Letter to the editor
Need a waiver from Obamacare? Get in line
February 02, 2011 - By U.S. REP. MIKE ROGERS
Here is one of the secrets that Washington hopes that you don't notice about the new $2.6 trillion health care law. If you don't like the law's slew of new mandates and taxes on families, doctors and employers, you can get an exemption.
If you don't want the government picking your family's insurance plan and your doctor, you can opt out. If you don't want to pay higher premiums and watch your health care costs skyrocket, you can get a free pass.
How do you receive an exemption to the job-killing health care law? It's simple: all you have to do is become politically connected. Beginning last fall, Secretary of Health and Human Services Kathleen Sebelius began awarding waivers to unions and corporations that couldn't comply with one of the law's countless new mandates.
But if the law is so great, shouldn't it apply to everyone?
Here's how it happened. Many employers provide workers with "mini-med" health plans, which is low-cost insurance with higher deductibles and smaller annual limits. It's not full coverage, but for millions of hourly workers it's better than being uninsured. Companies complained to Sebelius that they would have to drop this coverage because it doesn't meet the health law's unreasonable requirement that all plans include comprehensive benefits.
Some of the administration's closest allies — including 43 unions — were quickly told that they didn't have to comply with the law. The latest count is that 222 unions and corporations have been granted waivers to portions of the health care law by President Obama's health secretary. The list includes names like the Service Employees International Union and McDonald's.
More mandates are scheduled to take effect this year that will make it even harder for businesses to afford the coverage that they currently offer. When it's all said and done, HHS is expected to release more than 30,000 pages of new regulations that will create an impossible compliance task for employers and families alike.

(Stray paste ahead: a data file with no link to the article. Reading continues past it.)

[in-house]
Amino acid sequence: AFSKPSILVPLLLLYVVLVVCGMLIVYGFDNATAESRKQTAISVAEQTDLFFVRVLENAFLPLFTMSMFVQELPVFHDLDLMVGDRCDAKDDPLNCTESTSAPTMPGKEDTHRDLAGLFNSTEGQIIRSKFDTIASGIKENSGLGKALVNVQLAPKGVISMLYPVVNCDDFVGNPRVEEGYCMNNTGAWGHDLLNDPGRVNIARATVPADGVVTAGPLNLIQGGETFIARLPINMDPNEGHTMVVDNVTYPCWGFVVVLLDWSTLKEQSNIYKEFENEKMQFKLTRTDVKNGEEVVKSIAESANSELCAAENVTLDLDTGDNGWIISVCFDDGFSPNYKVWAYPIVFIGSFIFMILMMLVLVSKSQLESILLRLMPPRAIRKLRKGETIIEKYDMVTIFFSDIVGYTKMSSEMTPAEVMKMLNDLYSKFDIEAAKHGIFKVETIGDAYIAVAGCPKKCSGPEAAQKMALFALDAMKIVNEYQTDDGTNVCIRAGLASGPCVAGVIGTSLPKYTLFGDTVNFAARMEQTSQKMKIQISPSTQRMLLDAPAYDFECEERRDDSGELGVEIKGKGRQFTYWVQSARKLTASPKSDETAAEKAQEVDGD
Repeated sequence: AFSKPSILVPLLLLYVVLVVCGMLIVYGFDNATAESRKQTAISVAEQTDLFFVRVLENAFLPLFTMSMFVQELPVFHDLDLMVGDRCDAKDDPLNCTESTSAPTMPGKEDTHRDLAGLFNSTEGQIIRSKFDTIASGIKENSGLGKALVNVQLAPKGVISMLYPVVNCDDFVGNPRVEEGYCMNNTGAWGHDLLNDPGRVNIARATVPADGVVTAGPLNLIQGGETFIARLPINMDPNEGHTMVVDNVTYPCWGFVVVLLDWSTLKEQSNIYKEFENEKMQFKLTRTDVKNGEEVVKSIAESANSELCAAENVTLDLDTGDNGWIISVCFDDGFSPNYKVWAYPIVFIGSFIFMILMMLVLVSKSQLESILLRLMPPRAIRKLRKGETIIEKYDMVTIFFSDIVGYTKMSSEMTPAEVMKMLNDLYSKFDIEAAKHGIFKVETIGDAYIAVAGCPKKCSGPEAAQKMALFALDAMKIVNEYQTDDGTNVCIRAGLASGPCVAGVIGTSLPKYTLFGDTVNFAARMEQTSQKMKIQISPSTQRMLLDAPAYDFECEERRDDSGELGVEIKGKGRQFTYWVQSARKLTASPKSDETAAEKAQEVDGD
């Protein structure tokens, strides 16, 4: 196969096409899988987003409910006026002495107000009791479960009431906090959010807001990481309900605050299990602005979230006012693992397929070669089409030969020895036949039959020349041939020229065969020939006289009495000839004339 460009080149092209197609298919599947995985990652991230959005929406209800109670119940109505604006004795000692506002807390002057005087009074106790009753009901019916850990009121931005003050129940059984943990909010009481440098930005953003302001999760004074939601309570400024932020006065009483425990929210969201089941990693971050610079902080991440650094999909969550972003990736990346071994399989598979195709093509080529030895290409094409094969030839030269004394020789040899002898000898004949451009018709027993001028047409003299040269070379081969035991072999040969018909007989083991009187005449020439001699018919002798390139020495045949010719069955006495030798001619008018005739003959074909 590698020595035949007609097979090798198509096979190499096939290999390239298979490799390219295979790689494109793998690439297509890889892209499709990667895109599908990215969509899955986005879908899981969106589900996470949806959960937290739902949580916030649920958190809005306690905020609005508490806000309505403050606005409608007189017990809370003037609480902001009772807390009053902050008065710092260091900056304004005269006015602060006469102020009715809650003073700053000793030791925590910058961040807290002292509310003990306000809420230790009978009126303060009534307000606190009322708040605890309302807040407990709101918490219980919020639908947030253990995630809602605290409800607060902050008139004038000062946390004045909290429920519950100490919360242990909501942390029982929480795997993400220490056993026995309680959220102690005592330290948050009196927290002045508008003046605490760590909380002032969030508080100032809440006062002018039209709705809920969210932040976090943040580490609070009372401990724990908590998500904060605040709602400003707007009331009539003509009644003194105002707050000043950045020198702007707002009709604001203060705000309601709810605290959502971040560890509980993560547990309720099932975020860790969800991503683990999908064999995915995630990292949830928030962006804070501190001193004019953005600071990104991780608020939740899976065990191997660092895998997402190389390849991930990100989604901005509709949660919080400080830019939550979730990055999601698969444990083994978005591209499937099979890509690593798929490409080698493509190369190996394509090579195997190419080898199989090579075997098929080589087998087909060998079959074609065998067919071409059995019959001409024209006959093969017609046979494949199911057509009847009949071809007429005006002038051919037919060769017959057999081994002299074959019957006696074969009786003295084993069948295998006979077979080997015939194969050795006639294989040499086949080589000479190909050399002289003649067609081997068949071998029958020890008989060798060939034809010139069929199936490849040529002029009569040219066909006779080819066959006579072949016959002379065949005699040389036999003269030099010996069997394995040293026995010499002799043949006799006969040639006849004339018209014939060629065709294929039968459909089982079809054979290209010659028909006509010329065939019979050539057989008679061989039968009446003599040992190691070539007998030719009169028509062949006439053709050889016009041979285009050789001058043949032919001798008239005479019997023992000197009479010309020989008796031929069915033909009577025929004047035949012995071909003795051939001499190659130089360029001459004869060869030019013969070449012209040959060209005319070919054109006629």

This charade is the clearest indication yet that the health law has failed to live up to the president's often repeated promise that if you like your health plan, you can keep it. That promise has already been broken for workers with mini-med plans, and millions of other small business health plans will soon be deemed "unacceptable coverage" in the eyes of HHS bureaucrats.
I believe every American deserves an exemption from the health care law, not just political friends of the Obama administration and Fortune 500 companies.
That is why I support repealing the law and passing commonsense reforms that lower costs for everyone and put families in charge of their health care, not the government.
Make no mistake, most people won't be lucky enough to get an exemption from the secretary of HHS.
Families in Michigan are still asking "how does the health care law impact me?" Well, the unfortunate truth is that by 2014, every American will be required by law to carry government-designed health insurance plans that will cost at least $2,100 more than current plans. Choice and competition in health insurance will be severely limited. Doctors and hospitals will be handcuffed by new federal mandates. And without a waiver from every new mandate included in the law, most Americans will find that government-run health care is not "reform."
We can and must do better.
U.S. Rep. Mike Rogers is a Republican from Brighton representing Michigan's 8th District. Rep. Rogers wrote this for the Jan. 18, 2011 Detroit News edition.